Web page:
The secret message is really just L.L Bean’s new manifesto, including feel-good phrases like “Because on the inside, we’re all outsiders. And if it’s outside, we’re all in.” Although it’s a neat gimmick, the payoff is a bit of a disappointment compared to the brazenness of the unique technique — but again, people are talking about the ad. We still can’t help but feel a bit like Ralphie in A Christmas Story, after he finally gets to use his Little Orphan Annie decoder pin to decipher a top-secret message from Annie to her devotees.

Zuckerberg: Facebook Won’t Be Used ‘To Undermine Democracy’

SAN FRANCISCO (CBS SF) — Saying he did not want anyone to use Facebook “to undermine democracy,” Facebook CEO Mark Zuckerberg on Thursday announced his company would turn over 3,000 controversial ads purchased by Russians to Congressional investigators. Zuckerberg addressed the criticism leveled at his social platform after it was revealed earlier this month that hundreds of phony Facebook accounts, likely run from Russia, spent about $100,000 on ads aimed at stirring up divisive issues such as gun control and race relations during the 2016 campaign. The chairman of the Senate intelligence committee said that Facebook executives should testify as part of its probe into Russian meddling in the U.S. election, and that the social media giant “seems to have been less than forthcoming” with Congress. “Facebook seems to have been less than forthcoming on potentially how they were used,” said Sen. Richard Burr, R-N.C., adding that it’s “just a question of when, and potentially the scope of what that hearing would be.” Zuckerberg, on his first day back after a paternity leave following the birth of his second child, took to Facebook Thursday to make the announcement. “The integrity of our elections is fundamental to democracy around the world,” he said. “Our teams have found and shut down thousands of fake accounts that could be attempting to influence elections in many other countries, including recently in the French election…I wish I could tell you we are going to be able to stop all interference, but that would’t be realistic.” Zuckerberg admitted Thursday that at first they didn’t think the Russians actually bought ads. “We have been investigating this for many months, and for a while we had found no evidence of fake accounts linked to Russia running ads,” Zuckerberg explained. But on Thursday, he confirmed there were paid ads: more than 3,000 of them. “When we recently uncovered this activity, we provided that information to the special counsel,” Zuckerberg said. “We also briefed Congress — and this morning I directed our team to provide the ads we’ve found to Congress as well.” On Thursday, he said Facebook techs were still looking for any other Russian accounts, and he vowed more transparency going forward. “Not only will you have to disclose which page paid for an ad, but we will also make it so you can visit an advertiser’s page and see the ads they’re currently running to any audience on Facebook,” said Zuckerberg. Zuckerberg hinted that the company may not provide much information publicly, saying that the ongoing federal investigation will limit what he can reveal. “As a general rule, we are limited in what we can discuss publicly about law enforcement investigations, so we may not always be able to share our findings publicly,” he said. Hemu Nigam is a cyber-security expert. He told KPIX 5 he’s not buying Facebook’s good guy routine. He said the company is simply trying to save face “The real question we should be asking is, ‘Why is Facebook talking about this now?'” said Nigam. He said the changes Facebook is promising could have been done last year. The company is only acting now because they’re in trouble. “I don’t think it’s so much a trouble in the legal sense, but what you do have is a major reputation issue that they’re going to have to deal with,” said Nigam. He says Facebook’s actions send a message: companies can act and the public will expect them to so. “This should be a message to the entire industry: that you can be proactive,” said Nigam. “And in fact, it’s actually in today’s day and age, a necessity for doing business internationally.”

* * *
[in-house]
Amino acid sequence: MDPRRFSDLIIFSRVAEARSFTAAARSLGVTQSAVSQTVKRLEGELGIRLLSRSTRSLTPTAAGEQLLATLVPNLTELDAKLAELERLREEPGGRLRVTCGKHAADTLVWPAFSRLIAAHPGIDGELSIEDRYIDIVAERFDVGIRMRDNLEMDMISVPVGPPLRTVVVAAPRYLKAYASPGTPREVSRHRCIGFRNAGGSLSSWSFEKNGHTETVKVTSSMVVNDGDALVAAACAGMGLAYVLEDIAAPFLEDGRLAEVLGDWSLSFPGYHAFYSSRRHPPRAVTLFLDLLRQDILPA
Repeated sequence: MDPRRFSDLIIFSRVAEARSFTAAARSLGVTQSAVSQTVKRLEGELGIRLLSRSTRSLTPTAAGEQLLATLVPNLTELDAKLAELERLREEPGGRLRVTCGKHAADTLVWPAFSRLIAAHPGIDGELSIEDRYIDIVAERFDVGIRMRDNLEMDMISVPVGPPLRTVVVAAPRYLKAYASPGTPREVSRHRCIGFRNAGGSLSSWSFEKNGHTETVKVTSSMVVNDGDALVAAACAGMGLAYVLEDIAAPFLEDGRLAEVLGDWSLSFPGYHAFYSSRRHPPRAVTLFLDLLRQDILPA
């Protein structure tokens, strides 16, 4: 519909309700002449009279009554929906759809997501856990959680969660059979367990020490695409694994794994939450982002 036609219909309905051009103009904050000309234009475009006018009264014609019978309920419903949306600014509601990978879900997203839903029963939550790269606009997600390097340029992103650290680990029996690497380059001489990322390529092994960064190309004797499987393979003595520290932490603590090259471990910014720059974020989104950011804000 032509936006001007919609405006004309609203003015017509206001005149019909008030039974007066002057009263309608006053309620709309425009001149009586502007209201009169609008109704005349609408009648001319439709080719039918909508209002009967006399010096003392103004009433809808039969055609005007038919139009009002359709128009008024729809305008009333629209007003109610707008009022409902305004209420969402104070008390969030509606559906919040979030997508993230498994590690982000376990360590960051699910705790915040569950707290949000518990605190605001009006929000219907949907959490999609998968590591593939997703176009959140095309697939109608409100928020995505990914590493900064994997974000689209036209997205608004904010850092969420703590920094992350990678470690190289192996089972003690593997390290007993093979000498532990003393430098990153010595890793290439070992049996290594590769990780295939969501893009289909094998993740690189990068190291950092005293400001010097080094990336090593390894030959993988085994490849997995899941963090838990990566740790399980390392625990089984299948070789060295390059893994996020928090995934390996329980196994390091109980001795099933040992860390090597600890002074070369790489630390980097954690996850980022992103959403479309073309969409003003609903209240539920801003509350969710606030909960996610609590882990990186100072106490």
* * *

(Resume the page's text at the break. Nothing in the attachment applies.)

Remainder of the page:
Feds Warn Lindsay Lohan, Sofia Vergara & Other Instagram Celebs To Stop Their Stealth Social Advertising

The Federal Trade Commission has warned dozens of advertisers against using Instagram “influencers” to push their products and brands without properly disclosing that money changed hands. Now the FTC is going after the celebrities themselves, issuing warning letters to folks that range from merely online-famous to bona fide superstars. On Sept. 6, the FTC escalated its crackdown on stealth-advertisements by sending warning letters [PDF] to 21 celebrities including supermodel Naomi Campbell, actresses Vanessa Hudgens, Lindsay Lohan, Lucy Hale, Sofia Vergara, and reality stars — like Snooki from Jersey Shore and that Scott Disick guy who married the least-famous Kardashian sister — who show off clothing, food, alcohol, and other products or services through posts on Instagram. The letters, which were obtained by consumer advocates through a Freedom Of Information Act request, require the influencers to provide the FTC with details on any “material connection” they have to the marketers of these products. The influencers must also provide the agency with an explanation of how they will properly disclose paid relationships with brands in the future.